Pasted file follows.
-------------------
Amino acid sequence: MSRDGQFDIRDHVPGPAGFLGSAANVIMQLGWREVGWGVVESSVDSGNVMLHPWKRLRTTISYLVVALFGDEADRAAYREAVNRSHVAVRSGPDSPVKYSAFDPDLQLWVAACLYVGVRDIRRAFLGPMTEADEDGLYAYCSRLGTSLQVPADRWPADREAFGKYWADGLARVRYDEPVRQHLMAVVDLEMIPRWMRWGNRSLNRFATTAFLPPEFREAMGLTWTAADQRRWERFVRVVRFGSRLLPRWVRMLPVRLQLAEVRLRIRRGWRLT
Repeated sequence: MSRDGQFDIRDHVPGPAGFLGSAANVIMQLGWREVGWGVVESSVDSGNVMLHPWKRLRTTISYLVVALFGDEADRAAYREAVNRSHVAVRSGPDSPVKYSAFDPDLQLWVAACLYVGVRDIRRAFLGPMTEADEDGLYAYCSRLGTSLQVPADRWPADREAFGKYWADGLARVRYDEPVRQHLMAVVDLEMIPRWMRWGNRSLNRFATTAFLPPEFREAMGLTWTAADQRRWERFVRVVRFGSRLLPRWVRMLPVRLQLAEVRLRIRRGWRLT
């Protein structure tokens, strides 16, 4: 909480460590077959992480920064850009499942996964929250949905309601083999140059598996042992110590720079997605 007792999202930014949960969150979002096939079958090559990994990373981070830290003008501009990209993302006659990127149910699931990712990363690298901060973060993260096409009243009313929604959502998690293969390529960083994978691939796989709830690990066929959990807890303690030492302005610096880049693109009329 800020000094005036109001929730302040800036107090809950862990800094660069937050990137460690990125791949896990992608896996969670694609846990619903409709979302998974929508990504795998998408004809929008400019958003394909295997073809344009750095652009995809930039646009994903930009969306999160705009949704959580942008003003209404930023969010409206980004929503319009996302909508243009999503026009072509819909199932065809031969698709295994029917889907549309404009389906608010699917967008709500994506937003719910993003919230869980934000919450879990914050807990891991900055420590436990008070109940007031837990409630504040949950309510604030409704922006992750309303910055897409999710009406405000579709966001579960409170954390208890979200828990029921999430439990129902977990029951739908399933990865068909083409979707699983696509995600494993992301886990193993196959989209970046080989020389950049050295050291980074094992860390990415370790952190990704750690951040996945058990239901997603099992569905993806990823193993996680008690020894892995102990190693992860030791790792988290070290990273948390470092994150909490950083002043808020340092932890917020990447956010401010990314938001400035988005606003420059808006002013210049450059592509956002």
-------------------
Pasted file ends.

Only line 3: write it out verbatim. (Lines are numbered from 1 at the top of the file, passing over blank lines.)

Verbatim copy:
């Protein structure tokens, strides 16, 4: 909480460590077959992480920064850009499942996964929250949905309601083999140059598996042992110590720079997605 007792999202930014949960969150979002096939079958090559990994990373981070830290003008501009990209993302006659990127149910699931990712990363690298901060973060993260096409009243009313929604959502998690293969390529960083994978691939796989709830690990066929959990807890303690030492302005610096880049693109009329 800020000094005036109001929730302040800036107090809950862990800094660069937050990137460690990125791949896990992608896996969670694609846990619903409709979302998974929508990504795998998408004809929008400019958003394909295997073809344009750095652009995809930039646009994903930009969306999160705009949704959580942008003003209404930023969010409206980004929503319009996302909508243009999503026009072509819909199932065809031969698709295994029917889907549309404009389906608010699917967008709500994506937003719910993003919230869980934000919450879990914050807990891991900055420590436990008070109940007031837990409630504040949950309510604030409704922006992750309303910055897409999710009406405000579709966001579960409170954390208890979200828990029921999430439990129902977990029951739908399933990865068909083409979707699983696509995600494993992301886990193993196959989209970046080989020389950049050295050291980074094992860390990415370790952190990704750690951040996945058990239901997603099992569905993806990823193993996680008690020894892995102990190693992860030791790792988290070290990273948390470092994150909490950083002043808020340092932890917020990447956010401010990314938001400035988005606003420059808006002013210049450059592509956002």